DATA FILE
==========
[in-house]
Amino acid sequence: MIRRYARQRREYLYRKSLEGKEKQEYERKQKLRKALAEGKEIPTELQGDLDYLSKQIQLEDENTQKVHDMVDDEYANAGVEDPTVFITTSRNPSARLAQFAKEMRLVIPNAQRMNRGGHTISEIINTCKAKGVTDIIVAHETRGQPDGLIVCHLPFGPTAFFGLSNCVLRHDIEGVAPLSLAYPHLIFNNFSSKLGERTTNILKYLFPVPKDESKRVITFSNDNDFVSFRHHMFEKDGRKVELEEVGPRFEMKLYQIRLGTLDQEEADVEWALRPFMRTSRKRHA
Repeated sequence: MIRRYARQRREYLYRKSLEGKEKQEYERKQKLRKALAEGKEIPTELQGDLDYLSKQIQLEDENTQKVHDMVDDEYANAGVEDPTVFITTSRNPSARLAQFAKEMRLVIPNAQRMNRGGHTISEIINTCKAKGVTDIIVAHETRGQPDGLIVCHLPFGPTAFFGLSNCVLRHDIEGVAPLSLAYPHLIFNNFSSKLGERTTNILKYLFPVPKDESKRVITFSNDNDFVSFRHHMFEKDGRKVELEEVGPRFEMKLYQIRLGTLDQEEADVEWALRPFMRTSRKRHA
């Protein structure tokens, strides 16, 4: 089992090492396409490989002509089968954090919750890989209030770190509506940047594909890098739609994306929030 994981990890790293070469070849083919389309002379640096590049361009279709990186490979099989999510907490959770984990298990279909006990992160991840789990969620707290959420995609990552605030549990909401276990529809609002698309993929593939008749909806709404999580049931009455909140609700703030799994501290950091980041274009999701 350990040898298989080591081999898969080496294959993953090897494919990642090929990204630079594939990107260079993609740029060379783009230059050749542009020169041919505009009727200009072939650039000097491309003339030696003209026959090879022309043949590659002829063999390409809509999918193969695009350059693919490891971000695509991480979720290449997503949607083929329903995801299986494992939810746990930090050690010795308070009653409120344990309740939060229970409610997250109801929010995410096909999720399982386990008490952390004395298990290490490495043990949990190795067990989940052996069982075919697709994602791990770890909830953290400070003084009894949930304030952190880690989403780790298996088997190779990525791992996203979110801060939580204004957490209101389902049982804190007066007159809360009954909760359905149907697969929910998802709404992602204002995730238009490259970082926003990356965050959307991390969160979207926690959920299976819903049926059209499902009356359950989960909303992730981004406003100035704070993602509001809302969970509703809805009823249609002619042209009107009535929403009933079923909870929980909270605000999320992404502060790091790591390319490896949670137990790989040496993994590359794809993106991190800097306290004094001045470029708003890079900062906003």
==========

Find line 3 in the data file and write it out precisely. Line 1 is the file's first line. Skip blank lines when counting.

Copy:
Repeated sequence: MIRRYARQRREYLYRKSLEGKEKQEYERKQKLRKALAEGKEIPTELQGDLDYLSKQIQLEDENTQKVHDMVDDEYANAGVEDPTVFITTSRNPSARLAQFAKEMRLVIPNAQRMNRGGHTISEIINTCKAKGVTDIIVAHETRGQPDGLIVCHLPFGPTAFFGLSNCVLRHDIEGVAPLSLAYPHLIFNNFSSKLGERTTNILKYLFPVPKDESKRVITFSNDNDFVSFRHHMFEKDGRKVELEEVGPRFEMKLYQIRLGTLDQEEADVEWALRPFMRTSRKRHA